glance at the boy laughing in the room beyond? He had but to push the
tapestry aside, yes--there--God!

Ah, it was grateful to get into the cool air of the street, and before
him, only a short distance away, were the towers of the Embassy. Would
he never reach them? The way had been so long--could it be that his
footsteps were already echoing on the marble floor which led to that
chamber? Yes, and the perfume of that jasmine-laden room was stealing
over his senses, and the woman he loved was in his arms. How the
golden sunset lay on the domes and minarets below! How sonorous
sounded the voices of the muezzins as they called the people to
prayer! There was music somewhere, or was it the wails for the dead
down in Galata? It was all like a part of a dream, and the outlines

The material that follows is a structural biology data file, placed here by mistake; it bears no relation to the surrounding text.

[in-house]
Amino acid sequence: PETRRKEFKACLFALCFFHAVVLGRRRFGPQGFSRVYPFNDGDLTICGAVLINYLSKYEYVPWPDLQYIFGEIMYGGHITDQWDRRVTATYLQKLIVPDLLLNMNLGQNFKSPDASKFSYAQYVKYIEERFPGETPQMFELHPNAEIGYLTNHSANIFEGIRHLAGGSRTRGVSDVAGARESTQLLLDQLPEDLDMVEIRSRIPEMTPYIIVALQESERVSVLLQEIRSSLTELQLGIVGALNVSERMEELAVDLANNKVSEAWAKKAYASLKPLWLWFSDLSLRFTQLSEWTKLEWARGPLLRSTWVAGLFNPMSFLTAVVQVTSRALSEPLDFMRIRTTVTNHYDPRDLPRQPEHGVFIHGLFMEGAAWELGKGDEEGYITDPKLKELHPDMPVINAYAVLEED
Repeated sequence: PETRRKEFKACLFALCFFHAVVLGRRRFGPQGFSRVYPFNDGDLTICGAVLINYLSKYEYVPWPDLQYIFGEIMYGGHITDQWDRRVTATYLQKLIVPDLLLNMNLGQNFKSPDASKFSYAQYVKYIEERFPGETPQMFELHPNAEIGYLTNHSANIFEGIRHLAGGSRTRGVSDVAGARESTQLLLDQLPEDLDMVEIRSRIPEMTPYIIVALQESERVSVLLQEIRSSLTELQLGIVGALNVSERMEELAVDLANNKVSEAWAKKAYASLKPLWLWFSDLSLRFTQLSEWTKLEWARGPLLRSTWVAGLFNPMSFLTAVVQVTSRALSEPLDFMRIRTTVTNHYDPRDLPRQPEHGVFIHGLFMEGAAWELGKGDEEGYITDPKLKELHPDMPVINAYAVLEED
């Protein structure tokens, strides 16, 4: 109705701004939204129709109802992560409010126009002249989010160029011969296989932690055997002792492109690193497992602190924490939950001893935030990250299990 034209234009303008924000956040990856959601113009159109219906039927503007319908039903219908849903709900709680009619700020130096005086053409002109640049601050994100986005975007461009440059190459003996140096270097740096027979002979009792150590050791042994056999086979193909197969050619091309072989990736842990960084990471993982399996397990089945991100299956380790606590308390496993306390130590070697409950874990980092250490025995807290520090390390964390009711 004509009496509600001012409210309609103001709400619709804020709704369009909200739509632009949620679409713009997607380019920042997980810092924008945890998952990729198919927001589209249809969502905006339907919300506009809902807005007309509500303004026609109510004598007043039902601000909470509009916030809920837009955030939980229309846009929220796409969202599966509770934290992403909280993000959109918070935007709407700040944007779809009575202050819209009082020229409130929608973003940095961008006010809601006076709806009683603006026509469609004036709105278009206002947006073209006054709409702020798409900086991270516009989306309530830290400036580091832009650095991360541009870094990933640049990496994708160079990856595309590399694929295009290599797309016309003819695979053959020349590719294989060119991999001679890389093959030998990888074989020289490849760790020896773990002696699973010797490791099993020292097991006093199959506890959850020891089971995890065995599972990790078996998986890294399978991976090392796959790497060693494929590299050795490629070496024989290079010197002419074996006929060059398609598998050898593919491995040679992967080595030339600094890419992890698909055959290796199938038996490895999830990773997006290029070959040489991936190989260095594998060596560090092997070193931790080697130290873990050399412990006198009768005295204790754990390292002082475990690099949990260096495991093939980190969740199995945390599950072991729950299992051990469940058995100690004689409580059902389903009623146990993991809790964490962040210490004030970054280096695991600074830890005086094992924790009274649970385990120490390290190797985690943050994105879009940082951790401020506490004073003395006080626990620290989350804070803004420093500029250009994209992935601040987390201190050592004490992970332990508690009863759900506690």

were blurred and confused--What was that? A thunderclap? Why were he
and Sioned lying prostrate there, she with horror in her wide open,
glassy eyes, he with the arms which had held her lying limply on
the blood stained floor beside him? He seemed to see them both as he
hovered above. It was death? Well, what matter? She had gone out with
him, and in some cloud-walled castle, murmurous with harmonies of
quiring spheres, and gleaming with their radiance, they would dwell
together. Human vengeance could not reach them there, and for love
there is no death. The soul cannot die, and love, its chiefest
offspring, shares its immortality. It persists throughout the ages,
like the waves of music that never cease. He would take her hand and